Men Recovering from Sexual Child Abuse
It is estimated that one in six adult males report to have been sexually molested as a child. It is believed that as many as one in five boys are actually sexually abused. Due to a sense of shame and fear, many victims do not report their abuse or their abusers. Male victims report less often than female.
See Ten Facts about Sexual Abuse of Boys and its Aftermath for more facts about male sexual abuse as well as Myths About Male Sexual Victimization which will help to dispel many of the misconceptions surrounding sexual abuse against boys.
In his book, Victims No Longer: The Classic Guide for Men Recovering from Sexual Child Abuse, Mike Lew hits the nail on the head when he says, “Seeing children as property is where the problem starts and is crucial to the whole question of abuse.”
He says so many profound things. Another quote of his is, “Abuse is never deserved, nor is the child ever responsible. It is only when we recognize as a living reality that children require protection from all forms of abuse–when we incorporate this recognition into the depths of our beings and reflect it throughout our social institutions–will we become a truly healthy society.”
One of the things that hit me the hardest was the definition of incest he uses. Basically, he defines incest as sexual abuse in which the perpetrator is in a protective (“parental”) role to the victim. A “caretaker”. This definition encompasses parent, stepparent, older sibling, neighbor, family friend, teacher, pastor, therapist, counselor, etc etc. Sexual abuse by a caretaker is said to be incestuous as it destroys the natural trust that a child has for a person in that role. Strangers, we are taught, we cannot trust. This differentiates incestuous sexual abuse as it is done by someone the child is taught to believe they can trust. In turn, the exploitation perpetrated by someone close to the child destroys the child as well as their ability to trust. Not only that, but often the family is not there to comfort (especially when they *are* the perpetrators) or help repair the damage from incest…whereas in a sexual attack by a stranger, the victim can often turn to family for support.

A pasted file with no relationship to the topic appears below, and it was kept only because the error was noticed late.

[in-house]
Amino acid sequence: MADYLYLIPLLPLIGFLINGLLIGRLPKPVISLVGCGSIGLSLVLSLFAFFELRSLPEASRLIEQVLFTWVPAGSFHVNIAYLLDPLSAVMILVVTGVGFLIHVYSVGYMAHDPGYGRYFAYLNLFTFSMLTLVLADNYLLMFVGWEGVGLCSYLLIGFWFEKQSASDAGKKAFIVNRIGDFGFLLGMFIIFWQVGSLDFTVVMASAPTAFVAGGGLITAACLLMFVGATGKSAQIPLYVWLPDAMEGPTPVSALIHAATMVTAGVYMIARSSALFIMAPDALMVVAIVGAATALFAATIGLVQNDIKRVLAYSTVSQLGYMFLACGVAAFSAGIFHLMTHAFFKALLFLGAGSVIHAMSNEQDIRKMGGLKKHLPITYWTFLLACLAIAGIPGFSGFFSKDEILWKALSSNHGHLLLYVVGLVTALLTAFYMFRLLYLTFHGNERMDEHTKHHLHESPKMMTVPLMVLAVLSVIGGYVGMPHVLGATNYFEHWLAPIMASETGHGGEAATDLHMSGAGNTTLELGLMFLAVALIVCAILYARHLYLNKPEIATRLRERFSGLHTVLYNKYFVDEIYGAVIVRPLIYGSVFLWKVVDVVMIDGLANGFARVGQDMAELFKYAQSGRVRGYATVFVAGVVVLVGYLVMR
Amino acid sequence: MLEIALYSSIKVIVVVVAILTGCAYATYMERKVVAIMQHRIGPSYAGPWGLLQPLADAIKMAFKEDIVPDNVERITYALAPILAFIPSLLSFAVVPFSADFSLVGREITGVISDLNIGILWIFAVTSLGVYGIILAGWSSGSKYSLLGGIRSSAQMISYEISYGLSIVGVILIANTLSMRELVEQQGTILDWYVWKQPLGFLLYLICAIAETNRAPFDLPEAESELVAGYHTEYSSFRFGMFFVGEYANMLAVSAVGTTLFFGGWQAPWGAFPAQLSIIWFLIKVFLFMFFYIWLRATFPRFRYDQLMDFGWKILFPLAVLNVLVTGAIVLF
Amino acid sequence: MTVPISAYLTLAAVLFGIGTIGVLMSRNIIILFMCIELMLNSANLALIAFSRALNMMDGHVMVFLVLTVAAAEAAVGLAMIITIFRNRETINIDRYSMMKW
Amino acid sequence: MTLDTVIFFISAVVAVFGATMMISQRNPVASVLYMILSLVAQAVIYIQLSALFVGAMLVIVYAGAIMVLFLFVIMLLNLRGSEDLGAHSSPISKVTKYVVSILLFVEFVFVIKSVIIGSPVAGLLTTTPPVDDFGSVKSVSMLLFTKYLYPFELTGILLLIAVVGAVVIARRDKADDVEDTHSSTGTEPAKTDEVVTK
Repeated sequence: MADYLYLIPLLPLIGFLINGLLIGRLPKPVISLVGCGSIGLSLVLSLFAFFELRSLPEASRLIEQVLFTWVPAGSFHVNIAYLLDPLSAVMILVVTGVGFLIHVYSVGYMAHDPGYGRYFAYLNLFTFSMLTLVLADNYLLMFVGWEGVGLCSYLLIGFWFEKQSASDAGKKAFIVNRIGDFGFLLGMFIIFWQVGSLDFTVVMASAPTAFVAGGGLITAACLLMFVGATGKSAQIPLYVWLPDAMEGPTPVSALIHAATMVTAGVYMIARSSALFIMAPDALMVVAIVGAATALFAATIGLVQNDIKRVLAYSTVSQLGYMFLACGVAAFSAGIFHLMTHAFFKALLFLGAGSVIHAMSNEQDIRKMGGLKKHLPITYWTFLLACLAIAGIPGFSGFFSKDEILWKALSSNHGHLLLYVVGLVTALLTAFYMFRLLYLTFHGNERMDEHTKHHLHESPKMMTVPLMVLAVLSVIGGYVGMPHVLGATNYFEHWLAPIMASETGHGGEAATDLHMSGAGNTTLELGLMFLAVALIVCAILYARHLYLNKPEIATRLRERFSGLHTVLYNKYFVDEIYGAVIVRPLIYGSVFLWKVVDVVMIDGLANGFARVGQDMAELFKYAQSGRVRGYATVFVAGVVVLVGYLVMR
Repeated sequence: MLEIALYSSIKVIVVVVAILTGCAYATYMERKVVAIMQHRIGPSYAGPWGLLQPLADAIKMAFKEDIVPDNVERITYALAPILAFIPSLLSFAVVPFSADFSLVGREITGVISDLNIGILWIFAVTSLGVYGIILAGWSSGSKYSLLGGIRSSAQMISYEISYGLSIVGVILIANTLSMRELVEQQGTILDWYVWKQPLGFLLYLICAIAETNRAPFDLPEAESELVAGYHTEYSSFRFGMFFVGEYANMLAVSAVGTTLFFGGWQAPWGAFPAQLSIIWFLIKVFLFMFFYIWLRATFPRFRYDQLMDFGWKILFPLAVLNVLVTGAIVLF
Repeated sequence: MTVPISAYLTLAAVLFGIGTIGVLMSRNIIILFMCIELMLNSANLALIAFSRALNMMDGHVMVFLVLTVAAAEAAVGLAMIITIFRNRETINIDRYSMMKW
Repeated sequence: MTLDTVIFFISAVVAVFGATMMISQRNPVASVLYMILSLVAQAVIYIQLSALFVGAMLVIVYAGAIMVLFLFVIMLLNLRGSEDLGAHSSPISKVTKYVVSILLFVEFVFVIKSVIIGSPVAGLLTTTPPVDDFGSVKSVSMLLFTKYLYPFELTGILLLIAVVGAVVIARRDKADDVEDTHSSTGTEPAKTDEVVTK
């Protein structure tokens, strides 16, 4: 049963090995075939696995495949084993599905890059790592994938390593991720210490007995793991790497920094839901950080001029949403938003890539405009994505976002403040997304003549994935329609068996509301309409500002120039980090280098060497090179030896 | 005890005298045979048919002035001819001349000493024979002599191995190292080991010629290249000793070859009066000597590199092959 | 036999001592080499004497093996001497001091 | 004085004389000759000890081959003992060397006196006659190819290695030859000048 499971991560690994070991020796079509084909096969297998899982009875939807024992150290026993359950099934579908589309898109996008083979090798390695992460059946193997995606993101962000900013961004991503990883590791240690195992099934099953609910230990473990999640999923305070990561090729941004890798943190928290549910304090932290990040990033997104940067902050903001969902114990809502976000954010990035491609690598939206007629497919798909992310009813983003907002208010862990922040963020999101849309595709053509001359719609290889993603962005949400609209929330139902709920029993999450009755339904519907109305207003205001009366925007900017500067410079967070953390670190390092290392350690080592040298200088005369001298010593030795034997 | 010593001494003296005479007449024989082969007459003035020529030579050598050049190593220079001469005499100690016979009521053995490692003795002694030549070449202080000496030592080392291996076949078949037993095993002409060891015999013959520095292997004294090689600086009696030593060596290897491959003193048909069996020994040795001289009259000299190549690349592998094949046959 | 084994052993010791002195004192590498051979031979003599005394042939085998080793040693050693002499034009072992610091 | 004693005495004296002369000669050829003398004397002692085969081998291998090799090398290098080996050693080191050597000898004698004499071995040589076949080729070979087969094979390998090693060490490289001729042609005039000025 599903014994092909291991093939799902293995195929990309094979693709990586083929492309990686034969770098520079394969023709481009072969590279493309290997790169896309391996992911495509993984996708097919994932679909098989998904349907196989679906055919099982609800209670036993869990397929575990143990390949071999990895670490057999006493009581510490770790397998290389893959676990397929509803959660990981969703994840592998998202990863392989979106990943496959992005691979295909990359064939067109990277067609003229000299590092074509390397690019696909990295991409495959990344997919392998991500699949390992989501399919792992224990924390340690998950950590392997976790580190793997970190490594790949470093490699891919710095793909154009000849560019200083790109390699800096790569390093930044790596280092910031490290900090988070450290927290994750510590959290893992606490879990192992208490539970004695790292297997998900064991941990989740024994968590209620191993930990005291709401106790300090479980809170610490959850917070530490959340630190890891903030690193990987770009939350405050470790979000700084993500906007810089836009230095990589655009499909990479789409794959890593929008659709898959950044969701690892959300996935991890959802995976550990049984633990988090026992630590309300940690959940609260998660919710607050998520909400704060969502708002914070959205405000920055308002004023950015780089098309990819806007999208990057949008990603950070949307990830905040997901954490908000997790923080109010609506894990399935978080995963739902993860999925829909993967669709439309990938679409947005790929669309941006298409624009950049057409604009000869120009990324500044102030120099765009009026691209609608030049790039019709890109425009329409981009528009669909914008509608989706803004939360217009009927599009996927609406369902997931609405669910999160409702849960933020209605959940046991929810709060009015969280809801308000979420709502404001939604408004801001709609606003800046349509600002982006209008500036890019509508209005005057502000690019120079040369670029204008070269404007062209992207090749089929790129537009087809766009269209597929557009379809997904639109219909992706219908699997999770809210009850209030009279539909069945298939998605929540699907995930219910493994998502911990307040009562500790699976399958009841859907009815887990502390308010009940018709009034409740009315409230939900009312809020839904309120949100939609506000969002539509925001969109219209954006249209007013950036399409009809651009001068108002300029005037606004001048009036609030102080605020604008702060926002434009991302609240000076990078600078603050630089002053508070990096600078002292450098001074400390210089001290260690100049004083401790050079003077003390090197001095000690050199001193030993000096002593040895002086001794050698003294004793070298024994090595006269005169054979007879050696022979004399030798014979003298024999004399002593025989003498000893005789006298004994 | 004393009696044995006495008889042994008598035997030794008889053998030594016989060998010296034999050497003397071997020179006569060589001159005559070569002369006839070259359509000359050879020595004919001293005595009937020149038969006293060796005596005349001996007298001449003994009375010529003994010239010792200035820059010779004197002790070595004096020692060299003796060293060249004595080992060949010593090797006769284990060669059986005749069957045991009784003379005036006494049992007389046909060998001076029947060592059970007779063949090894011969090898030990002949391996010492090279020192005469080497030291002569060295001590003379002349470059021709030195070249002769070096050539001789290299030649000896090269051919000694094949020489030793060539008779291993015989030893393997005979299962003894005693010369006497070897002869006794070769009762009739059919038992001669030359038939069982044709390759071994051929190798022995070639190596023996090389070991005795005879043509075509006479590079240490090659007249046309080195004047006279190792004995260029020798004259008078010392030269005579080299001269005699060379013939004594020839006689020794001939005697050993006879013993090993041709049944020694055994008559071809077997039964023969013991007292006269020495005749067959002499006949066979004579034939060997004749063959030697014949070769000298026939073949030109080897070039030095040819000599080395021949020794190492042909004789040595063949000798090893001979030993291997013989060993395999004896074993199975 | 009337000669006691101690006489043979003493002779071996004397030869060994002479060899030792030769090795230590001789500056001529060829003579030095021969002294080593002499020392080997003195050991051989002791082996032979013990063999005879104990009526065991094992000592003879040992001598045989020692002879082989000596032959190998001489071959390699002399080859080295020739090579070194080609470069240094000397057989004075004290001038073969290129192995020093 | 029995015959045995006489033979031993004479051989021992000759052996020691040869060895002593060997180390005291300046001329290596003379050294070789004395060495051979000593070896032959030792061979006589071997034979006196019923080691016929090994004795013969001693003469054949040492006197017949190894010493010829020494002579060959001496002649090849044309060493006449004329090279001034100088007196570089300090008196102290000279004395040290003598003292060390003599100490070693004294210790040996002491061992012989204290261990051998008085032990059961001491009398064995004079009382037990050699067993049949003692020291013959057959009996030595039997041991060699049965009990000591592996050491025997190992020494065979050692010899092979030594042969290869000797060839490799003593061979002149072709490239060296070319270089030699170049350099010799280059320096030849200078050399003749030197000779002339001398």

For those men recovering from sexual child abuse, I would encourage you to read Mike Lew’s book. In Mike’s words, “The wounds of boyhood sexual abuse must be healed so you can move on to enjoyment of a full and satisfying adult life.”
JimHopper.com for statistics, research, and resources.
A listing of resources courtesy of VictimsNoLonger.org
Additional recommended reading:
Victims No Longer: The Classic Guide for Men Recovering from Sexual Child Abuse
Beyond Betrayal: Taking Charge of Your Life after Boyhood Sexual Abuse
Broken Boys / Mending Men: Recovery from Childhood Sexual Abuse
The Male Survivor: The Impact of Sexual Abuse
Betrayed as Boys: Psychodynamic Treatment of Sexually Abused Men
Wounded Boys Heroic Men: A Man’s Guide to Recovering from Child Abuse